Truthfully it felt like a snow day in the Northeast! Let me tell you why. When we arrived at church there were very few cars. When we ran in through the rain there were maybe only 20 people in the pews. That is a common occurrence because we are in Jamaica and there is a time culture as in every country. The only difference was even by 10:30 the pews were quite empty. There was this feeling of how I remember snowed out services! Church not being cancelled yet a realization that few would be in attendance and those that are in attendance are feeling lighthearted, warm, and happy to be in church with just a few. You know on snow days there is less formality, maybe a little more music than normal and just an overall feeling of family. I counted 50 people in a church where we are usually sitting shoulder to shoulder and bursting at the seams with 200 or so. Maybe that is another reason I am usually so hot in church!

The worship was great, I may even say better than ever! It was an all male team. One guy sounded like Israel Houghton and another guy sounded like Andre Crouch! What a great sound! I was blessed. After an hour of worship the Pastor tagged onto the last song to go right into Communion. The song was "I am redeemed, bought with a price, Jesus has changed my whole life. If anybody asks you just who I am, tell them I've been redeemed!" The words are fantastic and so is the melody. Pastor Davis exhorted the few in attendance about the power of redemption and instead of serving communion at the end of the message he did it after the worship. One of those "snow day" kind of changes! It was great. He preached then and the only thing that could have made the service more special was if there was a fireside room where we could have had hot chocolate and cookies!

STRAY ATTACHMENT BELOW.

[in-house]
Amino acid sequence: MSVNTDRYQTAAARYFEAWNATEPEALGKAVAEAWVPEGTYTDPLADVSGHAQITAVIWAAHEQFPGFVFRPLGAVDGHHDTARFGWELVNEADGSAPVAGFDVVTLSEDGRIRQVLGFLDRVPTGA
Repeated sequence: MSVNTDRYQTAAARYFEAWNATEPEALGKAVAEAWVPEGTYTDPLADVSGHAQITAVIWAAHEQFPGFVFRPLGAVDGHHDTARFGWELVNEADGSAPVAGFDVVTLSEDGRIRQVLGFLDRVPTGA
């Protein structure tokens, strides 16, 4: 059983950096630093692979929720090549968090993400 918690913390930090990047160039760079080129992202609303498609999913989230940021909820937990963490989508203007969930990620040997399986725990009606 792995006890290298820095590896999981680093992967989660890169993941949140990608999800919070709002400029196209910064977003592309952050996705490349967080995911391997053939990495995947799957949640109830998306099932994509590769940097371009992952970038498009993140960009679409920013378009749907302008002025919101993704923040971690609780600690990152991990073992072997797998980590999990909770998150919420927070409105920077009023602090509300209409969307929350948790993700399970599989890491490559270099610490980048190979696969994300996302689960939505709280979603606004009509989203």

A great day to be in God's house but now I am glad to be home in my sweatshirt! B-r-r-r, let's make some hot chocolate and dream of a white Christmas!

Sunday, September 25, 2011

Purpose in Prayer....

Living in a country with deficient libraries brings me to my old books on the shelf. One of my traits, good or bad, is the non-love of reruns! If I see a movie, I don't need a DVD to rewatch it. If I read a book my custom is to shelve it or give it away. Since being in Jamaica from lack of bookstores and libraries, I find myself walking to my bookshelf quite often and checking out those old treasures!